These pictures have now languished in my photo library for nearly two years. I took them fully intending to share them, but at the same time a little nervous with the quality of some of the pictures. I did rush through when I took them. Well, I’ve overcome that fear. I’d rather share these as a source of inspiration for the larger design community now. Someday I hope I’ll have another chance to personally turn the pages of an edition of The Kelmscott Chaucer. Maybe by then I’ll have a better camera and more time. Until then, enjoy!

Well, what are you waiting for? Go view the photos!

Typeface movie

Wednesday, October 29th, 2008

Typeface is a new documentary about the Hamilton Wood Type Museum in Two Rivers, Wisconsin. Wonder if we can get a screening in SLC?

UX Week 2008 Sketchnotes

Wednesday, September 3rd, 2008

UX Week 2008 Sketchnotes Highlight: Mike Kuniavsky, Mr Ubicomp

A couple of weeks ago, I attended Adaptive Path‘s most excellent UX Week in San Francisco. In an effort to make sure I got the most out of the conference, I went analog with my notes. Truth be said, I’m horrible taking notes on a computer and as I’ve been needing to do more sketching, this proved an opportune time to do that. I’ve put together a Flickr set of my notes, but if you’d like to get the all together I’ve made a couple of PDFs (hi-res and lo-res) to download. Feel free to download them, read and learn from them.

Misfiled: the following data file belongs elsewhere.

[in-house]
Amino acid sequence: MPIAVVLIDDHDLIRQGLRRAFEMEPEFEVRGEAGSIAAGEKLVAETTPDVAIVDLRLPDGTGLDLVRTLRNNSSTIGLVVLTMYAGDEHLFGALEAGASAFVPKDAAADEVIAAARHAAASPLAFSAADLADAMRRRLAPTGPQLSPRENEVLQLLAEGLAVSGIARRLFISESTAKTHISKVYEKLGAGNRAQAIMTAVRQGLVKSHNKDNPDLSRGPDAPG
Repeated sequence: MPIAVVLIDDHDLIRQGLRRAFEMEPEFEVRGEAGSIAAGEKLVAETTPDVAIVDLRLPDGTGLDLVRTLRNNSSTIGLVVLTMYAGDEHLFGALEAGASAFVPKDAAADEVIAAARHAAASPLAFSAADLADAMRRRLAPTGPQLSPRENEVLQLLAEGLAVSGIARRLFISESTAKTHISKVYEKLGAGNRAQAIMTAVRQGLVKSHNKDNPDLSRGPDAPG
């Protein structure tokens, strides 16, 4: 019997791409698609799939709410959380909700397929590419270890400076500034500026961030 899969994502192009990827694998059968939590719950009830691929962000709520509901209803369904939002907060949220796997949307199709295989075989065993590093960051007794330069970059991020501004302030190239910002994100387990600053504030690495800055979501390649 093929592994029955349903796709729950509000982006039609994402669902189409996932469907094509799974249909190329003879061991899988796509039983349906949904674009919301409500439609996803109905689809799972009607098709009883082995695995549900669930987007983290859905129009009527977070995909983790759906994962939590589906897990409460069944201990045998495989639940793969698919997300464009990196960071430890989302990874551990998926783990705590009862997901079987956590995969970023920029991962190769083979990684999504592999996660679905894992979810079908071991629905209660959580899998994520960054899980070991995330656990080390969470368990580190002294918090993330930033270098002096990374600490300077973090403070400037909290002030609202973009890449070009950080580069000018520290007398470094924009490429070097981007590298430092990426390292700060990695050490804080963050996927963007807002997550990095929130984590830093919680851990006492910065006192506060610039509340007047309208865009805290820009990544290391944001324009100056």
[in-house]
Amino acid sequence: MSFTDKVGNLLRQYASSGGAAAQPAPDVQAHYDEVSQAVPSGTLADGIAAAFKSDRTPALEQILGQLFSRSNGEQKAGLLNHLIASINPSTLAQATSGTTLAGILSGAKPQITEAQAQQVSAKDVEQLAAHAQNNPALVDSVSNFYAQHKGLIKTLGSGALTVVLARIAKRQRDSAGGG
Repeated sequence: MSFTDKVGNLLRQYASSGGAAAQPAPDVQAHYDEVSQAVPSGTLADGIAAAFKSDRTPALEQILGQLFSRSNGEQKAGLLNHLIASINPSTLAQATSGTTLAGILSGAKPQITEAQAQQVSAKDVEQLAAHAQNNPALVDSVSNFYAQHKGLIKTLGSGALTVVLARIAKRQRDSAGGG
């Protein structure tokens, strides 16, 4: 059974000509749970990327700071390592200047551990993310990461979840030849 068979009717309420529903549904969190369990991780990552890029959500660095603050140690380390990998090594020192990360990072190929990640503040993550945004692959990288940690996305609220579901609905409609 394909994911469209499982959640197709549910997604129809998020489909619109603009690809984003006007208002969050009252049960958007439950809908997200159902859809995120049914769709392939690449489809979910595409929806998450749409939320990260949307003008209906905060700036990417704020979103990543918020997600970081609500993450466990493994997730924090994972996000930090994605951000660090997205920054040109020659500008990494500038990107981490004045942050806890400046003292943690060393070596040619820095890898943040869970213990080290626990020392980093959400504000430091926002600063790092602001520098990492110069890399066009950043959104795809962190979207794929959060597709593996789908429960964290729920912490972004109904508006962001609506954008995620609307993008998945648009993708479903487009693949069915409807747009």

Cat’s out of the bag.

Tuesday, April 15th, 2008

I noticed a slight bump in traffic this morning, looking at my Mint stats it appears that the cat is now out of the bag officially about my joining the NorthTemple crew. It’s an understatement to say I’m very excited to be joining such a great team of designers working on something I deeply believe in. I’ll be there in mid-May.

I’m also leaving behind another talented and fun group of designers at Mayo Clinic who I will miss. It’s been great working with the creative team lead by Dan Brevick. He’s been one of the best Creative Directors I’ve ever had the pleasure of working with. He’s looking for my replacement right now. It’s a great place to work and has some incredible benefits that are hard to find in today’s job market and you’d join a stellar team that is a lot of fun to be a part of. Not only that, you get to work on a wide range of projects that help people live better, healthier lives.


Wednesday, April 2nd, 2008

Very cool online tool for creating your own fonts from FontShop. (Via Hicks.)

URL for navigation

Tuesday, April 1st, 2008

Adam Darowski looks at how using your URL as part of your UI can be helpful for power users. I’ve long used this as a best practice personally. It may take some additional effort to set it up on a larger service, but the long-term benefits of human-readable URLs are definitely are worth the effort.

WebKit achieves Acid3 100/100 in public build

Thursday, March 27th, 2008

Congrats to the WebKit team.